Beaulieu: Cantonal funds have been used correctly but the verdict is unclear, according to COGES

Today, the city of Lausanne has exclusively taken over the site of Beaulieu, with the creation of a public limited company (the archives). Keystone / Jean-Christophe Pott sda-ats

This content was published on May 13, 2022 – 12:25


The Board of Directors of the Greater Fu Council released its report Friday on the Beaulieu Corporation disaster. He concludes that the cantonal funds, approximately 70 million francs, were used correctly. On the other hand, it emphasizes an ambiguous judgment.

“To our knowledge, there has been no scandal or misappropriation of cantonal funds,” explains Keystone-ATS Management Committee (COGES) Chairman (COGES) Monique Reeve. The appropriations of 30 million francs (1999) and 36.8 million (2009) were used in connection with Beaulieu, a historic site for exhibitions and conferences in Lausanne.

The Grand Council approved these two amounts. A capital endowment of 30 million was used in 1999 to pay off the debts of the Beaulieu Co-operative, but the Beaulieu Foundation (FdB) then did not find the ability to fund the necessary new investments. 36.8 million were used in 2009 to rebuild Halles Sud, COGES attests.

CEP rejected in 2020

COGES’s investigative work follows Vaud’s refusal to set up a Parliamentary Inquiry Committee (CEP) in September 2020. COGES’s mandate relates only to the use of cantonal appropriations in this case.

After paying off the debt, the African Development Bank did not find “the ability to finance the necessary new investments,” the COGES report notes. As for the 36.8 million, they “were part of a $100 million investment strategy, which did not materialize, which also provided for the renovation of the northern halls and extensive maintenance work for the main building,” he adds.

The dilapidated condition of the site and the workload were also underestimated, the report continues. COGES was also surprised by the lack of an inventory of the buildings at the time of the acquisition from the Beaulieu Co-operative by the FdB that followed.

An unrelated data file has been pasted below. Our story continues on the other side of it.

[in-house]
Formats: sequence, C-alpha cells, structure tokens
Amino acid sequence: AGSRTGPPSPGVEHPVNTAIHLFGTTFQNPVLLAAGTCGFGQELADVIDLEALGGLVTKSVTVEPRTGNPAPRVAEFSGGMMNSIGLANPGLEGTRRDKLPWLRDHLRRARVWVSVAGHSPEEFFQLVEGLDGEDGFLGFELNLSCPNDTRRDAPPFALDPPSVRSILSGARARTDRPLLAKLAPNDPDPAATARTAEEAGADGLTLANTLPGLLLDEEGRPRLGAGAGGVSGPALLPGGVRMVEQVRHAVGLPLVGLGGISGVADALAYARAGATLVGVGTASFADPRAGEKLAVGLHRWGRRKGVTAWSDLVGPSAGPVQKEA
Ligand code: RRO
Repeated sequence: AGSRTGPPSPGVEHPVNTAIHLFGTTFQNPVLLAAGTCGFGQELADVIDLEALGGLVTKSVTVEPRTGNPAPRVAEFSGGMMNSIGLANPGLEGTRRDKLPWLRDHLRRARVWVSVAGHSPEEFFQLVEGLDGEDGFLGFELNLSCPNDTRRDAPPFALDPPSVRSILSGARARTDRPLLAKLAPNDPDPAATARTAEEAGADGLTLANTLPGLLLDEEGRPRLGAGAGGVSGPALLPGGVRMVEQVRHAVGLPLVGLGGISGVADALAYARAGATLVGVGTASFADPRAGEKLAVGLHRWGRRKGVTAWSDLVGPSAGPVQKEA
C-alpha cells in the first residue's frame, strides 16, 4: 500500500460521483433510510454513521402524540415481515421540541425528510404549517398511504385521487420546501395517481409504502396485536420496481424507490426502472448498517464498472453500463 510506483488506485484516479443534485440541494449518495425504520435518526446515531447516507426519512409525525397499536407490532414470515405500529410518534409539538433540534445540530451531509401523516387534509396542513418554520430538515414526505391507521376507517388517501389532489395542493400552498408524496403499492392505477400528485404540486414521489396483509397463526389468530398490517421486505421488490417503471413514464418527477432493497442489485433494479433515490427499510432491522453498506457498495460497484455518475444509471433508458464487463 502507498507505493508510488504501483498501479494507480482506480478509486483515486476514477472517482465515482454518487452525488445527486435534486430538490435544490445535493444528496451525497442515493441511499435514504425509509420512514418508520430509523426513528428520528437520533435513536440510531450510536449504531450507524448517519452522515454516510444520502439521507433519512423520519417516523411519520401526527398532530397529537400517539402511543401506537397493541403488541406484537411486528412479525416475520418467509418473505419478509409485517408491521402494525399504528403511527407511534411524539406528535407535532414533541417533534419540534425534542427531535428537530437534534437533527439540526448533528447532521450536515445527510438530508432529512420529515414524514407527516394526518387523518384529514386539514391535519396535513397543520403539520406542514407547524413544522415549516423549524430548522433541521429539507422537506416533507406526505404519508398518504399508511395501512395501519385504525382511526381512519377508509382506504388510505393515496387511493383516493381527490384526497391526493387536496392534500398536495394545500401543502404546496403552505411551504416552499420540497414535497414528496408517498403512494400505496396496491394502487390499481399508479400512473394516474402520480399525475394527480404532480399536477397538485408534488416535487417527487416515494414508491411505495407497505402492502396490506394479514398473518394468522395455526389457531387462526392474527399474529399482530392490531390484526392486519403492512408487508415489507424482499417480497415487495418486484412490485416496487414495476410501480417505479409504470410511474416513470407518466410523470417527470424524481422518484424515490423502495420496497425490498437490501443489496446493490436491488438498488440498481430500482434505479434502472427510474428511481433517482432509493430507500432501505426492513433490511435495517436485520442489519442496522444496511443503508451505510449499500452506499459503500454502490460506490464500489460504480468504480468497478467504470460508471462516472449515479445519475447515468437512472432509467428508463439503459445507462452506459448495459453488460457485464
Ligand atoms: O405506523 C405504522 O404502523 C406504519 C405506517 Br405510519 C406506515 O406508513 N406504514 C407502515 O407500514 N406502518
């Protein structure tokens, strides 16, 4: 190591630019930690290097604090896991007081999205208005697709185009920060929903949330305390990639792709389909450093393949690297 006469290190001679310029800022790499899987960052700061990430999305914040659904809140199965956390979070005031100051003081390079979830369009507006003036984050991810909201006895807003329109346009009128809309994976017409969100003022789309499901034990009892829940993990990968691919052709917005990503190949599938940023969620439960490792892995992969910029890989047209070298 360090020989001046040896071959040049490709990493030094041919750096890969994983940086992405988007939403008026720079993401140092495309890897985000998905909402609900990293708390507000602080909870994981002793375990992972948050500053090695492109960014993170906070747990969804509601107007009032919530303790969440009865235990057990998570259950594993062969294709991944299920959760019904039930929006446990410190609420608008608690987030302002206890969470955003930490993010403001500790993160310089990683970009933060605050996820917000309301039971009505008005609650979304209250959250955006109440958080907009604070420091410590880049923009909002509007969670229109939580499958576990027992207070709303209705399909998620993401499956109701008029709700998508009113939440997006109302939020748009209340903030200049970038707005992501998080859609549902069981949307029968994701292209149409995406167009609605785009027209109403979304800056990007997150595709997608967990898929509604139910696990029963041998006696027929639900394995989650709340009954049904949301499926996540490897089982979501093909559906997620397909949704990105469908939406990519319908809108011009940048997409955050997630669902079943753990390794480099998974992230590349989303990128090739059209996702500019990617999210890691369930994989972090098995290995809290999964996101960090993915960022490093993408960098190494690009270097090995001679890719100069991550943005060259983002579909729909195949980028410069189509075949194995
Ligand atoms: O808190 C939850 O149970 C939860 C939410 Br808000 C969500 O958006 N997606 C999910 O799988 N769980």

Complex and Hybrid Governance

In the end, the report notes “ambiguous governance” and clear “improvable”. Beaulieu’s strategic vision was based on a “very positive and overly optimistic” business model for holding fairs, conferences, events and exhibitions, and “then all economic indicators showed a decline in attendance,” notes Ms. Reeve.

The Council of the Foundation’s (CdF) questioning has been so belated that it is struggling to rethink the economic model, COGES wrote.

The failure of the Tawa Tower project in 2014 also led to a strategic reorientation towards greater diversification of activities and actors,” but the structure and governance of CdF were not adapted to the new tasks assigned by FdB, which shifted from the real estate operator to the operator responsible for hosting events”.

Here, COGES condemns the “complex and mixed” governance between the authorities of the city of Lausanne and the canton of Vaud that has shown all their limits, paralyzed decision-making and explained an opaque management, summarizes the report.

No one dared to pull the fist of Comptoir Suisse

Each party has transferred responsibility for the future of the site, a view of both the city and the canton. COGES wrote: “No authority has dared to take responsibility for the most drastic measure, namely, the ‘pull-back of Beaulieu’s fist,’ guaranteed by the Comptoir suisse.”

This is also due to “the complexity and ambiguity of the calculations, as well as the regulation put in place by the Secretary-General at that time, which limited monitoring by CdF representatives.” However, she believes they could have been “more insistent and persistent in their demands,” noting in passing that “some ambiguity” also prevailed regarding the interactions between the state and its CdF representatives.

The lack of curiosity that can also be attributed to the auditors, the same from 1999 to 2017, which despite the situation, found no violation, defies the report.

As a reminder, a criminal investigation against the former Secretary General of the Federal Development Bank (2001-2017), which was initially approved, was reopened in the spring of 2020 at the request of the Cantonal Court to decide on a possible fraud case. He faces many suspicions: over-billing, obfuscation of accounts or authorizations given to relatives without invitations to bid.

Today, the city of Lausanne has acquired exclusively the Beaulieu site, with the creation of a public limited company, and thus FdB has been dissolved.

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